What we are witnessing is increasingly turning out to be the summary reversal of so many of the trends that defined the preceding three to four decades. I had previously called it “The Great Unbundling”; The Economist has preferred to call it “The Great Reversal”. I was there before them!
Whichever way the wind blows, the core question remains, as much for the individual as for businesses and governments, “Where do I find value?” The experience of the past few years has made it abundantly clear, and the turbulence of the coming few months will only double down further on the point, that it is only the cultivation of enduring value that will enable an enterprise at any level to survive and continue. All that the aforementioned triple crises have done is to take the cover off those who had not been working on improving their productivity and had, consequently, been living off the froth of an abnormally conducive environment.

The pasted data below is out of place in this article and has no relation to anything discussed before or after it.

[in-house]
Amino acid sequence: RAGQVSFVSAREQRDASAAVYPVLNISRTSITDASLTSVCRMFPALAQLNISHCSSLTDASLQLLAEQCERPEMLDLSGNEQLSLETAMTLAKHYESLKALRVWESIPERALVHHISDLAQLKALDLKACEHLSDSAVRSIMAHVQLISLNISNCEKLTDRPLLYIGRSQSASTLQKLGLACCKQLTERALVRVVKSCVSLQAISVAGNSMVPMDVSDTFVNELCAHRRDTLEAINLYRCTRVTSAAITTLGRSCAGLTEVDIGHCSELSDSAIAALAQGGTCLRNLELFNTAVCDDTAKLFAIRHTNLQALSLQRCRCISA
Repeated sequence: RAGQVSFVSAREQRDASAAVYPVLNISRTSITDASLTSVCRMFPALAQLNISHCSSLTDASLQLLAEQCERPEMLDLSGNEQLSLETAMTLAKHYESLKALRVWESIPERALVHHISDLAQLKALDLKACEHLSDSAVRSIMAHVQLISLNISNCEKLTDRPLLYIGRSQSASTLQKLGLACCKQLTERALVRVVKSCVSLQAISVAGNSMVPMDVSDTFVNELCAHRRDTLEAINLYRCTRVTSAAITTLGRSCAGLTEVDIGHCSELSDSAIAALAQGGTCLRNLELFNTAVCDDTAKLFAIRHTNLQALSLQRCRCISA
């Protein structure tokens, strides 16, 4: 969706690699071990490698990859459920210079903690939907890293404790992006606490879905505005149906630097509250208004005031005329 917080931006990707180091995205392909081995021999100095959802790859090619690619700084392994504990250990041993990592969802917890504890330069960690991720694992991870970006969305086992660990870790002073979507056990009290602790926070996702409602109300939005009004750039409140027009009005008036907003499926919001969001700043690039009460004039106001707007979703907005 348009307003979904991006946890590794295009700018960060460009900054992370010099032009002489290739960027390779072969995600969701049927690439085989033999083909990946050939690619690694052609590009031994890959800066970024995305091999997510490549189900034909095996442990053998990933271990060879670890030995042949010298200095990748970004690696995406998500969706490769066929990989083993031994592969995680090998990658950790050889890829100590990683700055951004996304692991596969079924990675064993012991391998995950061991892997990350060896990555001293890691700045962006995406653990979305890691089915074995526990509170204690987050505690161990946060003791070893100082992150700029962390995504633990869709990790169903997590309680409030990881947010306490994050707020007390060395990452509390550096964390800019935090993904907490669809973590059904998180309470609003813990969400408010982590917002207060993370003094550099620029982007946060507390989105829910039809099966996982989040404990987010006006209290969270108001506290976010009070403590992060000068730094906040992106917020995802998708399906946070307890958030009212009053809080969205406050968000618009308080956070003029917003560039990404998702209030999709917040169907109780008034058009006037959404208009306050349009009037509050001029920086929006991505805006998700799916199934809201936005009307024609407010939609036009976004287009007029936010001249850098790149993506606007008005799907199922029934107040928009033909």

The changes are abrupt and discomforting and span across a wide range of areas, simultaneously. Like the abrupt rise in interest rates is signalling the unwillingness of capital providers to continue to subsidise risky bets in business and commerce, and the abrupt withdrawal of NATO from key operational areas such as Iraq and Afghanistan is signalling the unwillingness of the traditional security providers in the region to continue to subsidise risky security bets in international relations. Overall, the world’s appetite for risk or largesse has undergone a severe deflation. The response from economic entities will be as expected: There will be balance-sheet trimming, there will be asset sales, there will be contract renegotiations and there will be lay-offs.